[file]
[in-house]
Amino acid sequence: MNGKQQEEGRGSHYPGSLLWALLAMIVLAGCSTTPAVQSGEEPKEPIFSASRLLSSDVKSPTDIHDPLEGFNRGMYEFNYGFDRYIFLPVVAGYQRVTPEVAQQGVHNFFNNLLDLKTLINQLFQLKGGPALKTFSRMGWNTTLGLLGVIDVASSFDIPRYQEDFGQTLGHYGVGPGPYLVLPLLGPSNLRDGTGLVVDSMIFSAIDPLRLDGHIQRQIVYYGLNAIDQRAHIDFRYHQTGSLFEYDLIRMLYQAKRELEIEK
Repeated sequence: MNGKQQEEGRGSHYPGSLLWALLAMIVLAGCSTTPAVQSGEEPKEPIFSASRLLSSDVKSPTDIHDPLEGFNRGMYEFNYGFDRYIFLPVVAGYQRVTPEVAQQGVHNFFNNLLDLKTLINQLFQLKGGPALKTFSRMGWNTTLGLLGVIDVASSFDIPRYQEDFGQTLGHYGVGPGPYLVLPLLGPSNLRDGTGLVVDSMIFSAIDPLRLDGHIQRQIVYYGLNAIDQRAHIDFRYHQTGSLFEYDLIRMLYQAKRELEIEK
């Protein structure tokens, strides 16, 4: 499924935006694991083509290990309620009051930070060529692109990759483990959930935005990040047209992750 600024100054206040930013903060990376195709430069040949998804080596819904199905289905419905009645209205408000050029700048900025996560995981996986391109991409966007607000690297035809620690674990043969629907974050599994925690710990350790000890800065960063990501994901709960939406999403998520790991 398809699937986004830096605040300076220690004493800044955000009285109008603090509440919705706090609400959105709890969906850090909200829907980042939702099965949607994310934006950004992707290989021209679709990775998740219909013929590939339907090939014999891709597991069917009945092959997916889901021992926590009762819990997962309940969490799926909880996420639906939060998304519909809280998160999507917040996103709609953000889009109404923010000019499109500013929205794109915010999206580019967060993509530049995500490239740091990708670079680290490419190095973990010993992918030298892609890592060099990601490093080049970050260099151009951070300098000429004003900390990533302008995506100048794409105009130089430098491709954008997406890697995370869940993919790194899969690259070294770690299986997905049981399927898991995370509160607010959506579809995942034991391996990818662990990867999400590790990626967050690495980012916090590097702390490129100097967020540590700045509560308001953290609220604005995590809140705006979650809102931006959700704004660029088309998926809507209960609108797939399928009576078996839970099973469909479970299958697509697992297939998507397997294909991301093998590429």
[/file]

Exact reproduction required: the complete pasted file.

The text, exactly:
[in-house]
Amino acid sequence: MNGKQQEEGRGSHYPGSLLWALLAMIVLAGCSTTPAVQSGEEPKEPIFSASRLLSSDVKSPTDIHDPLEGFNRGMYEFNYGFDRYIFLPVVAGYQRVTPEVAQQGVHNFFNNLLDLKTLINQLFQLKGGPALKTFSRMGWNTTLGLLGVIDVASSFDIPRYQEDFGQTLGHYGVGPGPYLVLPLLGPSNLRDGTGLVVDSMIFSAIDPLRLDGHIQRQIVYYGLNAIDQRAHIDFRYHQTGSLFEYDLIRMLYQAKRELEIEK
Repeated sequence: MNGKQQEEGRGSHYPGSLLWALLAMIVLAGCSTTPAVQSGEEPKEPIFSASRLLSSDVKSPTDIHDPLEGFNRGMYEFNYGFDRYIFLPVVAGYQRVTPEVAQQGVHNFFNNLLDLKTLINQLFQLKGGPALKTFSRMGWNTTLGLLGVIDVASSFDIPRYQEDFGQTLGHYGVGPGPYLVLPLLGPSNLRDGTGLVVDSMIFSAIDPLRLDGHIQRQIVYYGLNAIDQRAHIDFRYHQTGSLFEYDLIRMLYQAKRELEIEK
């Protein structure tokens, strides 16, 4: 499924935006694991083509290990309620009051930070060529692109990759483990959930935005990040047209992750 600024100054206040930013903060990376195709430069040949998804080596819904199905289905419905009645209205408000050029700048900025996560995981996986391109991409966007607000690297035809620690674990043969629907974050599994925690710990350790000890800065960063990501994901709960939406999403998520790991 398809699937986004830096605040300076220690004493800044955000009285109008603090509440919705706090609400959105709890969906850090909200829907980042939702099965949607994310934006950004992707290989021209679709990775998740219909013929590939339907090939014999891709597991069917009945092959997916889901021992926590009762819990997962309940969490799926909880996420639906939060998304519909809280998160999507917040996103709609953000889009109404923010000019499109500013929205794109915010999206580019967060993509530049995500490239740091990708670079680290490419190095973990010993992918030298892609890592060099990601490093080049970050260099151009951070300098000429004003900390990533302008995506100048794409105009130089430098491709954008997406890697995370869940993919790194899969690259070294770690299986997905049981399927898991995370509160607010959506579809995942034991391996990818662990990867999400590790990626967050690495980012916090590097702390490129100097967020540590700045509560308001953290609220604005995590809140705006979650809102931006959700704004660029088309998926809507209960609108797939399928009576078996839970099973469909479970299958697509697992297939998507397997294909991301093998590429």